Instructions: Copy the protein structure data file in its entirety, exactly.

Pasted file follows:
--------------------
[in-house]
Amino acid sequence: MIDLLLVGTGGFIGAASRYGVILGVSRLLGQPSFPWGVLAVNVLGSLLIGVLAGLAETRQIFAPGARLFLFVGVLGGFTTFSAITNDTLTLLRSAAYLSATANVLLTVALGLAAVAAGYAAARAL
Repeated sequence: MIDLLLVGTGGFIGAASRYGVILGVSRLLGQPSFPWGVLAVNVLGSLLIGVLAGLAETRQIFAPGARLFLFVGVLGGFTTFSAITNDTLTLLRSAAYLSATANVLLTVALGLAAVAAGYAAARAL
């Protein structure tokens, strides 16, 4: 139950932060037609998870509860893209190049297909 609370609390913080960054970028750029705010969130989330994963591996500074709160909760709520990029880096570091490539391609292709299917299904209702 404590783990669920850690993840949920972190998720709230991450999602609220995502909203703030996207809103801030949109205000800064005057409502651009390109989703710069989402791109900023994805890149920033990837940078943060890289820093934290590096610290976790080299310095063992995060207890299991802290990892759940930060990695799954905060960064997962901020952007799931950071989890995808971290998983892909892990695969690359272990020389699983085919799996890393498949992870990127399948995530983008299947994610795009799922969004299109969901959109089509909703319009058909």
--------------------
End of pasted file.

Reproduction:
[in-house]
Amino acid sequence: MIDLLLVGTGGFIGAASRYGVILGVSRLLGQPSFPWGVLAVNVLGSLLIGVLAGLAETRQIFAPGARLFLFVGVLGGFTTFSAITNDTLTLLRSAAYLSATANVLLTVALGLAAVAAGYAAARAL
Repeated sequence: MIDLLLVGTGGFIGAASRYGVILGVSRLLGQPSFPWGVLAVNVLGSLLIGVLAGLAETRQIFAPGARLFLFVGVLGGFTTFSAITNDTLTLLRSAAYLSATANVLLTVALGLAAVAAGYAAARAL
């Protein structure tokens, strides 16, 4: 139950932060037609998870509860893209190049297909 609370609390913080960054970028750029705010969130989330994963591996500074709160909760709520990029880096570091490539391609292709299917299904209702 404590783990669920850690993840949920972190998720709230991450999602609220995502909203703030996207809103801030949109205000800064005057409502651009390109989703710069989402791109900023994805890149920033990837940078943060890289820093934290590096610290976790080299310095063992995060207890299991802290990892759940930060990695799954905060960064997962901020952007799931950071989890995808971290998983892909892990695969690359272990020389699983085919799996890393498949992870990127399948995530983008299947994610795009799922969004299109969901959109089509909703319009058909």